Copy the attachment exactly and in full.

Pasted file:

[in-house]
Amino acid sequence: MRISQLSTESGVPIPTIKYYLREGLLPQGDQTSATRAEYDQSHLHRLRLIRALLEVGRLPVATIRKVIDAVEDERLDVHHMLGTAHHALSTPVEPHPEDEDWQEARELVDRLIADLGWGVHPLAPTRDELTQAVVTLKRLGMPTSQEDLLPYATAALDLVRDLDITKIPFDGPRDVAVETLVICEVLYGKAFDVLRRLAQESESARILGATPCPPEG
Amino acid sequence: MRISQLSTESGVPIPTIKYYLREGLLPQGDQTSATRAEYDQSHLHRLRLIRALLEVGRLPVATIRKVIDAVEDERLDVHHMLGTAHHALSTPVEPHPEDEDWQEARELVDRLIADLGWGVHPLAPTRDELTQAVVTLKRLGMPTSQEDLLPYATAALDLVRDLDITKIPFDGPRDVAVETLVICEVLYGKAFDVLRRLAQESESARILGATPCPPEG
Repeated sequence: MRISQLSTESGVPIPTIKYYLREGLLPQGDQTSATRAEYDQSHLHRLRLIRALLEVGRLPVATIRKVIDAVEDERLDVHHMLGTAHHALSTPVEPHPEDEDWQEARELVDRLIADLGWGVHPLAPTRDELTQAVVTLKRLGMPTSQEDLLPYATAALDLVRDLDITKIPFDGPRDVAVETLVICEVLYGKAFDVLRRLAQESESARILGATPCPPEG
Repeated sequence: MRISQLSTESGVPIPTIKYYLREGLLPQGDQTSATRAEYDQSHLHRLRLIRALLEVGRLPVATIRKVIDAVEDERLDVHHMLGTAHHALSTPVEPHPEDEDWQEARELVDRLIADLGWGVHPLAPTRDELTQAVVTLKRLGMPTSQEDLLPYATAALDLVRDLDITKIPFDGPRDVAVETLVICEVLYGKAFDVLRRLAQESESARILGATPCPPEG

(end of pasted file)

[in-house]
Amino acid sequence: MRISQLSTESGVPIPTIKYYLREGLLPQGDQTSATRAEYDQSHLHRLRLIRALLEVGRLPVATIRKVIDAVEDERLDVHHMLGTAHHALSTPVEPHPEDEDWQEARELVDRLIADLGWGVHPLAPTRDELTQAVVTLKRLGMPTSQEDLLPYATAALDLVRDLDITKIPFDGPRDVAVETLVICEVLYGKAFDVLRRLAQESESARILGATPCPPEG
Amino acid sequence: MRISQLSTESGVPIPTIKYYLREGLLPQGDQTSATRAEYDQSHLHRLRLIRALLEVGRLPVATIRKVIDAVEDERLDVHHMLGTAHHALSTPVEPHPEDEDWQEARELVDRLIADLGWGVHPLAPTRDELTQAVVTLKRLGMPTSQEDLLPYATAALDLVRDLDITKIPFDGPRDVAVETLVICEVLYGKAFDVLRRLAQESESARILGATPCPPEG
Repeated sequence: MRISQLSTESGVPIPTIKYYLREGLLPQGDQTSATRAEYDQSHLHRLRLIRALLEVGRLPVATIRKVIDAVEDERLDVHHMLGTAHHALSTPVEPHPEDEDWQEARELVDRLIADLGWGVHPLAPTRDELTQAVVTLKRLGMPTSQEDLLPYATAALDLVRDLDITKIPFDGPRDVAVETLVICEVLYGKAFDVLRRLAQESESARILGATPCPPEG
Repeated sequence: MRISQLSTESGVPIPTIKYYLREGLLPQGDQTSATRAEYDQSHLHRLRLIRALLEVGRLPVATIRKVIDAVEDERLDVHHMLGTAHHALSTPVEPHPEDEDWQEARELVDRLIADLGWGVHPLAPTRDELTQAVVTLKRLGMPTSQEDLLPYATAALDLVRDLDITKIPFDGPRDVAVETLVICEVLYGKAFDVLRRLAQESESARILGATPCPPEG